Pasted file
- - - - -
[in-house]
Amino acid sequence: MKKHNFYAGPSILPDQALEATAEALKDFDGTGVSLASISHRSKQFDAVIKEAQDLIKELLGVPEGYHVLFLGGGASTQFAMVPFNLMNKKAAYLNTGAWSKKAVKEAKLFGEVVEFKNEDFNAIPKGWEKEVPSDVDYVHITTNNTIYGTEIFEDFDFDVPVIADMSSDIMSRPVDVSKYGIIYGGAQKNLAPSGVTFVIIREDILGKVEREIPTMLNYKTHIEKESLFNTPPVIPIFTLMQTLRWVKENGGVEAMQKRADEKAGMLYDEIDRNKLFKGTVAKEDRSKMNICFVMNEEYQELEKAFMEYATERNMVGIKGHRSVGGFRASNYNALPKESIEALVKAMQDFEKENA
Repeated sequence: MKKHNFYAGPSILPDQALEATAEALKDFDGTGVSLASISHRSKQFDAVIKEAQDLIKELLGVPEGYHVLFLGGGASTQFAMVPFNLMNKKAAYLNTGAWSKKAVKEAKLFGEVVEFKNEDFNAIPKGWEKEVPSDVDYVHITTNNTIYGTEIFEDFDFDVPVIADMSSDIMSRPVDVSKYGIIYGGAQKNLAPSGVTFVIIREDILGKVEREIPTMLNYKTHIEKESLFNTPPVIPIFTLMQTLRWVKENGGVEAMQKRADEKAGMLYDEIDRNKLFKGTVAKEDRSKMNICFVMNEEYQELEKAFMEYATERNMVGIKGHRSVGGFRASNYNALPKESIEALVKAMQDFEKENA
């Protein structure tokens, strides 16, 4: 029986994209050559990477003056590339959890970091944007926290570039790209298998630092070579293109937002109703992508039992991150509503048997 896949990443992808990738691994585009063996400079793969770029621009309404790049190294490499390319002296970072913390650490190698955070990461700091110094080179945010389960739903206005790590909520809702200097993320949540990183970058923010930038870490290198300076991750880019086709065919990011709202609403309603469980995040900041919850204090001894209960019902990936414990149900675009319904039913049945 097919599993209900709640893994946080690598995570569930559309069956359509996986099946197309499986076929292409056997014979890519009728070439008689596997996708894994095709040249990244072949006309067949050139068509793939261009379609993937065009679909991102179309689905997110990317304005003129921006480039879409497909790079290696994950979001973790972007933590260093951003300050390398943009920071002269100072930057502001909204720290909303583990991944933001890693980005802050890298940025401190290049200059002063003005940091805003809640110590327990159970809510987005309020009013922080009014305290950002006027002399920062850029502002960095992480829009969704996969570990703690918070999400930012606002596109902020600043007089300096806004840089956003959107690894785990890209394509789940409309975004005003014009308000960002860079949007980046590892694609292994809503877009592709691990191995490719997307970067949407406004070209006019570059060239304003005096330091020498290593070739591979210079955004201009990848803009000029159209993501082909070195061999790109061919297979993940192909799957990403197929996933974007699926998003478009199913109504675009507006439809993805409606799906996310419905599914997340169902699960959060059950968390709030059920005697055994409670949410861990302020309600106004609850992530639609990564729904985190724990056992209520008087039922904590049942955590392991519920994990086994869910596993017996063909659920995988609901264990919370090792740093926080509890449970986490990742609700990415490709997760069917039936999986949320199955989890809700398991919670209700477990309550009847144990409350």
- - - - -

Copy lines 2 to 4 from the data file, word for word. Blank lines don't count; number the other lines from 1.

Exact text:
Amino acid sequence: MKKHNFYAGPSILPDQALEATAEALKDFDGTGVSLASISHRSKQFDAVIKEAQDLIKELLGVPEGYHVLFLGGGASTQFAMVPFNLMNKKAAYLNTGAWSKKAVKEAKLFGEVVEFKNEDFNAIPKGWEKEVPSDVDYVHITTNNTIYGTEIFEDFDFDVPVIADMSSDIMSRPVDVSKYGIIYGGAQKNLAPSGVTFVIIREDILGKVEREIPTMLNYKTHIEKESLFNTPPVIPIFTLMQTLRWVKENGGVEAMQKRADEKAGMLYDEIDRNKLFKGTVAKEDRSKMNICFVMNEEYQELEKAFMEYATERNMVGIKGHRSVGGFRASNYNALPKESIEALVKAMQDFEKENA
Repeated sequence: MKKHNFYAGPSILPDQALEATAEALKDFDGTGVSLASISHRSKQFDAVIKEAQDLIKELLGVPEGYHVLFLGGGASTQFAMVPFNLMNKKAAYLNTGAWSKKAVKEAKLFGEVVEFKNEDFNAIPKGWEKEVPSDVDYVHITTNNTIYGTEIFEDFDFDVPVIADMSSDIMSRPVDVSKYGIIYGGAQKNLAPSGVTFVIIREDILGKVEREIPTMLNYKTHIEKESLFNTPPVIPIFTLMQTLRWVKENGGVEAMQKRADEKAGMLYDEIDRNKLFKGTVAKEDRSKMNICFVMNEEYQELEKAFMEYATERNMVGIKGHRSVGGFRASNYNALPKESIEALVKAMQDFEKENA
């Protein structure tokens, strides 16, 4: 029986994209050559990477003056590339959890970091944007926290570039790209298998630092070579293109937002109703992508039992991150509503048997 896949990443992808990738691994585009063996400079793969770029621009309404790049190294490499390319002296970072913390650490190698955070990461700091110094080179945010389960739903206005790590909520809702200097993320949540990183970058923010930038870490290198300076991750880019086709065919990011709202609403309603469980995040900041919850204090001894209960019902990936414990149900675009319904039913049945 097919599993209900709640893994946080690598995570569930559309069956359509996986099946197309499986076929292409056997014979890519009728070439008689596997996708894994095709040249990244072949006309067949050139068509793939261009379609993937065009679909991102179309689905997110990317304005003129921006480039879409497909790079290696994950979001973790972007933590260093951003300050390398943009920071002269100072930057502001909204720290909303583990991944933001890693980005802050890298940025401190290049200059002063003005940091805003809640110590327990159970809510987005309020009013922080009014305290950002006027002399920062850029502002960095992480829009969704996969570990703690918070999400930012606002596109902020600043007089300096806004840089956003959107690894785990890209394509789940409309975004005003014009308000960002860079949007980046590892694609292994809503877009592709691990191995490719997307970067949407406004070209006019570059060239304003005096330091020498290593070739591979210079955004201009990848803009000029159209993501082909070195061999790109061919297979993940192909799957990403197929996933974007699926998003478009199913109504675009507006439809993805409606799906996310419905599914997340169902699960959060059950968390709030059920005697055994409670949410861990302020309600106004609850992530639609990564729904985190724990056992209520008087039922904590049942955590392991519920994990086994869910596993017996063909659920995988609901264990919370090792740093926080509890449970986490990742609700990415490709997760069917039936999986949320199955989890809700398991919670209700477990309550009847144990409350």